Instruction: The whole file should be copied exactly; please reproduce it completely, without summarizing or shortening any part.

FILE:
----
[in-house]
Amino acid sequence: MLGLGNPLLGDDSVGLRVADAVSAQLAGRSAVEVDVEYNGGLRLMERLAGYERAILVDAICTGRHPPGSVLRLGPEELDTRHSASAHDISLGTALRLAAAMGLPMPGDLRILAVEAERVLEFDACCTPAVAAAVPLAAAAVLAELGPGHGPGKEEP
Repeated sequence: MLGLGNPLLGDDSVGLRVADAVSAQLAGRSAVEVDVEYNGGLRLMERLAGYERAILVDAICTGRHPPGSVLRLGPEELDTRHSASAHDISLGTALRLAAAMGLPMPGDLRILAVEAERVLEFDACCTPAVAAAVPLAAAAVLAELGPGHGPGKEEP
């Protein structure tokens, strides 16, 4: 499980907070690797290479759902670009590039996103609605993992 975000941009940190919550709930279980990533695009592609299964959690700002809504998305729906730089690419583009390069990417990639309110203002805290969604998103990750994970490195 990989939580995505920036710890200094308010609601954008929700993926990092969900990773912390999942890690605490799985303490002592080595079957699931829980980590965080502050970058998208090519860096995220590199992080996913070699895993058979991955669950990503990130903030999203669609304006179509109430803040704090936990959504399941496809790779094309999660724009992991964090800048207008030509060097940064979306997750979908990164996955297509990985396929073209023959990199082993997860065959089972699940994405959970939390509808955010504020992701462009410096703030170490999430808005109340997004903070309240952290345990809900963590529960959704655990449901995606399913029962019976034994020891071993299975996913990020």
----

[in-house]
Amino acid sequence: MLGLGNPLLGDDSVGLRVADAVSAQLAGRSAVEVDVEYNGGLRLMERLAGYERAILVDAICTGRHPPGSVLRLGPEELDTRHSASAHDISLGTALRLAAAMGLPMPGDLRILAVEAERVLEFDACCTPAVAAAVPLAAAAVLAELGPGHGPGKEEP
Repeated sequence: MLGLGNPLLGDDSVGLRVADAVSAQLAGRSAVEVDVEYNGGLRLMERLAGYERAILVDAICTGRHPPGSVLRLGPEELDTRHSASAHDISLGTALRLAAAMGLPMPGDLRILAVEAERVLEFDACCTPAVAAAVPLAAAAVLAELGPGHGPGKEEP
């Protein structure tokens, strides 16, 4: 499980907070690797290479759902670009590039996103609605993992 975000941009940190919550709930279980990533695009592609299964959690700002809504998305729906730089690419583009390069990417990639309110203002805290969604998103990750994970490195 990989939580995505920036710890200094308010609601954008929700993926990092969900990773912390999942890690605490799985303490002592080595079957699931829980980590965080502050970058998208090519860096995220590199992080996913070699895993058979991955669950990503990130903030999203669609304006179509109430803040704090936990959504399941496809790779094309999660724009992991964090800048207008030509060097940064979306997750979908990164996955297509990985396929073209023959990199082993997860065959089972699940994405959970939390509808955010504020992701462009410096703030170490999430808005109340997004903070309240952290345990809900963590529960959704655990449901995606399913029962019976034994020891071993299975996913990020």